Though Homerís paintings were generally well received, his painterly style often bothered many critics. They considered his brushstrokes to be too freely applied and much too evocative. In 1875, Homer furthered his painterly exploration by trying his hand at watercolor. In that same year, he ended his career as a commericial illustrator. Although the medium of watercolor was becoming increasingly more respected, Homerís works were often criticized, like his oil paintings, for their looseness and suggestiveness.
In the 1880s, Homer embarked on a twenty-month long trip to England, where he stayed in the fishing village of Cullercoats in Yorkshire. Although we may never know why Homer left for England, it is widely believed that the trip was intended to be an escape from a romantic disappointment. In the years to come, Homer never married and became increasingly reserved. Nevertheless, it was on this escape to England that Homer produced his first seascapes.
Upon his return to America in 1882, Homer exhibited his new works to a glowing audience. In 1883, the artist moved to Proutís Neck, near Scarborough, Maine. There, he retreated from society. Rumors began to spread that Homer moved to Proutís Neck in order to become a more devoted artist. Soon, the rumors turned the hermetic Homer into a heroic, national figure.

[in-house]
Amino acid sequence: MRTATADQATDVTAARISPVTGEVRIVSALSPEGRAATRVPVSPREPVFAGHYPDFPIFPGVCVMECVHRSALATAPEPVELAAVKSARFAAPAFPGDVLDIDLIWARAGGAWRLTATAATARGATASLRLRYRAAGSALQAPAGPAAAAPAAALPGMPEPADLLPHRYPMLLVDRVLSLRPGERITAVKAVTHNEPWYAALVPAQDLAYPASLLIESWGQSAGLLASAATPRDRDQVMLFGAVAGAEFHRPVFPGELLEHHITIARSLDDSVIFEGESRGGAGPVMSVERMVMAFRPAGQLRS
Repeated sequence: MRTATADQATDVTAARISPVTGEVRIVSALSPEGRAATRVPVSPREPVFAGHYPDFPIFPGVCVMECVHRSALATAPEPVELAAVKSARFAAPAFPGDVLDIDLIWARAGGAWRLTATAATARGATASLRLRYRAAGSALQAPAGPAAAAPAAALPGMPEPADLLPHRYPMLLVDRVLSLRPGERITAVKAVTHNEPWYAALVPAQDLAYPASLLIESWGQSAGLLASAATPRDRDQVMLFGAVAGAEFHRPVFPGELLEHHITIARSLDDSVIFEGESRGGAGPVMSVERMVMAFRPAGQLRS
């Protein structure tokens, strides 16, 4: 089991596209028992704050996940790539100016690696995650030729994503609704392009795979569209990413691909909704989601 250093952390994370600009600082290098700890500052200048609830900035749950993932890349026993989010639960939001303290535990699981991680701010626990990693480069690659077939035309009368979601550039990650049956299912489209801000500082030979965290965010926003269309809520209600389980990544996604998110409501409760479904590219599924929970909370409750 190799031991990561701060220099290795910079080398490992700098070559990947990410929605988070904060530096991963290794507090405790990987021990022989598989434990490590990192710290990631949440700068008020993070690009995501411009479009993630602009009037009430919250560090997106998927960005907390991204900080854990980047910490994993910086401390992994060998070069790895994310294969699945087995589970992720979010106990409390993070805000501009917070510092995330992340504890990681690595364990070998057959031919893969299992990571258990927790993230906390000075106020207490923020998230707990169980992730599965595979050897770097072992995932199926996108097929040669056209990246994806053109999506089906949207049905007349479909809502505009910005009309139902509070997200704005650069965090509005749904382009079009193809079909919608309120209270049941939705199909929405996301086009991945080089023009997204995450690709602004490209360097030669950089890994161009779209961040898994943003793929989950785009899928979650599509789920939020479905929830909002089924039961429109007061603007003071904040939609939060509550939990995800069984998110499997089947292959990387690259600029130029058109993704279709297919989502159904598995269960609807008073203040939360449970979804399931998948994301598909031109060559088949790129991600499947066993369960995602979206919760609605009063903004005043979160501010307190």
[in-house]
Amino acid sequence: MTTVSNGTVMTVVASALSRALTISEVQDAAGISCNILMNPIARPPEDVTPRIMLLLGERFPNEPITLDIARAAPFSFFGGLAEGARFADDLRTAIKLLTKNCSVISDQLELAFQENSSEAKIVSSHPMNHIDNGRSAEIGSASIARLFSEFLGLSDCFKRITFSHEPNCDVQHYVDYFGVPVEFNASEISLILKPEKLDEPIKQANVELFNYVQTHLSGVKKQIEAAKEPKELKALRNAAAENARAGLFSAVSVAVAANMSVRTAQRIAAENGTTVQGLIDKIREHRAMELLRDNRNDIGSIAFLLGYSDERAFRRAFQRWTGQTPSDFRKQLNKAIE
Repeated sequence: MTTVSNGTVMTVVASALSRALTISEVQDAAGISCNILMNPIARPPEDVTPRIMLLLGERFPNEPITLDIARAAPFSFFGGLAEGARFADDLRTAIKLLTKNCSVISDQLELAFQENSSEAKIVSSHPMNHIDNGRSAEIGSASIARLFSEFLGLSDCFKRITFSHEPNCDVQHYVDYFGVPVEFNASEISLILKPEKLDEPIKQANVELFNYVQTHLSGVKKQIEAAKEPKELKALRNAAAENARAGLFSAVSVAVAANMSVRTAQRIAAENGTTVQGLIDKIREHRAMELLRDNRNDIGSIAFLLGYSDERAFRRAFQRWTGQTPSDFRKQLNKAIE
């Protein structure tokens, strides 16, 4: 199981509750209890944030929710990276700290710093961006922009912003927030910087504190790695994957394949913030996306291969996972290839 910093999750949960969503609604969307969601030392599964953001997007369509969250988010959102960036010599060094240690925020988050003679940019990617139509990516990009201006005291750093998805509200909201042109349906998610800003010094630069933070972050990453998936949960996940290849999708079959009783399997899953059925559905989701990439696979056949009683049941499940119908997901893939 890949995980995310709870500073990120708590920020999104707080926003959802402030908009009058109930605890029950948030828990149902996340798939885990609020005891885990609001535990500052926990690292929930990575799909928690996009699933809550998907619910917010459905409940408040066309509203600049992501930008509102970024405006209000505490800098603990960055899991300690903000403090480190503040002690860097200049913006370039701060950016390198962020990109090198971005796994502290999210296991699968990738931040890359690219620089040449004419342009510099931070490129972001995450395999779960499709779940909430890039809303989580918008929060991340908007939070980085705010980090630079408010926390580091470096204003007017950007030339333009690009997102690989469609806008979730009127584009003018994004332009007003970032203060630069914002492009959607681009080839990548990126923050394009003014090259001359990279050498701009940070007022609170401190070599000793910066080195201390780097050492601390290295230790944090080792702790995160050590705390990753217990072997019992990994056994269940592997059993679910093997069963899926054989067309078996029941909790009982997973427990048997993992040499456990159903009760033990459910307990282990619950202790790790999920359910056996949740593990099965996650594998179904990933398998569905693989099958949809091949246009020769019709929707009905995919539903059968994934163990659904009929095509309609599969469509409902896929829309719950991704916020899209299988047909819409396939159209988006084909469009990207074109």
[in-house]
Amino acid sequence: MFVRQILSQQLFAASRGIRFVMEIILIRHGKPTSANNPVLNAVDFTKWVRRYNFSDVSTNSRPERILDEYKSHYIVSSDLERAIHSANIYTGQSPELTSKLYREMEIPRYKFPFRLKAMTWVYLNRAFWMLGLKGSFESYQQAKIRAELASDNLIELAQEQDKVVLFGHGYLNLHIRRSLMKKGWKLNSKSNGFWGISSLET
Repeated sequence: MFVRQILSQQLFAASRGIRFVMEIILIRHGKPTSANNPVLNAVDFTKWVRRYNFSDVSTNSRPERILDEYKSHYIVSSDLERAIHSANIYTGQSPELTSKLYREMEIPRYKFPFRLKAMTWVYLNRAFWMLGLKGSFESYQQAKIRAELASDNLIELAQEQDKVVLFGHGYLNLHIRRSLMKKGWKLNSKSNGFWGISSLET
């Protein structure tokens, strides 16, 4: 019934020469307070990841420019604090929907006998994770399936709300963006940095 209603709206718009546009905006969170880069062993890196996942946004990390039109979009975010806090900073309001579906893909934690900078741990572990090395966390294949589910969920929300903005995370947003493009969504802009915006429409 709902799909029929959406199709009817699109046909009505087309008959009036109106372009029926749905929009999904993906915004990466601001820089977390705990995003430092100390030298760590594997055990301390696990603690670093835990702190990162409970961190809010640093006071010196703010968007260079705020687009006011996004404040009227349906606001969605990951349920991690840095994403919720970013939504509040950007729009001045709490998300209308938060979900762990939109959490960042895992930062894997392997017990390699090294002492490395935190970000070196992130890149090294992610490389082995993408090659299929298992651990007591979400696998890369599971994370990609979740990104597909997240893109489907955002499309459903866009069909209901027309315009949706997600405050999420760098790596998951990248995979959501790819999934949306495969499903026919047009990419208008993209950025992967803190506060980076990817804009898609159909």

He continued to dominate the American art scene for the remainder of his life. In the early 1900s, he became interested in depicting wildlife and sport fishing. He was sometimes referred to as a ďsporting artistĒ; however, he never abandoned his interest in paintings seascapes. Many of his late paintings depict the Romantic subject of the tossed boat at sea. Charged with weighty brushstrokes, the paintings possibly suggest the artistís battle with loneliness. On September 29, 1910, Homer, a hero of American art, died alone in his studio in Proutís Neck.
II. AN ANALYSIS OF THE ARTIST'S WORK
Though Winslow Homer was not thoroughly instructed in the art of painting, his experience as a commercial illustrator provided him the training he needed to become an innovative painter later in life. Much like a photojournalist of today, Homer traveled to dangerous front lines in order to capture truthful representations of the Civil War. Today, these illustrations have become iconic imagery of life during the nationís revolutionary period.
Much of Homerís success as a painter is owed to these illustrations. His oils contain an authenticity that other paintings of the Civil War lack. Similar to his drawings, these early paintings are executed in rigid outlines and contain dramatic contrasts in light.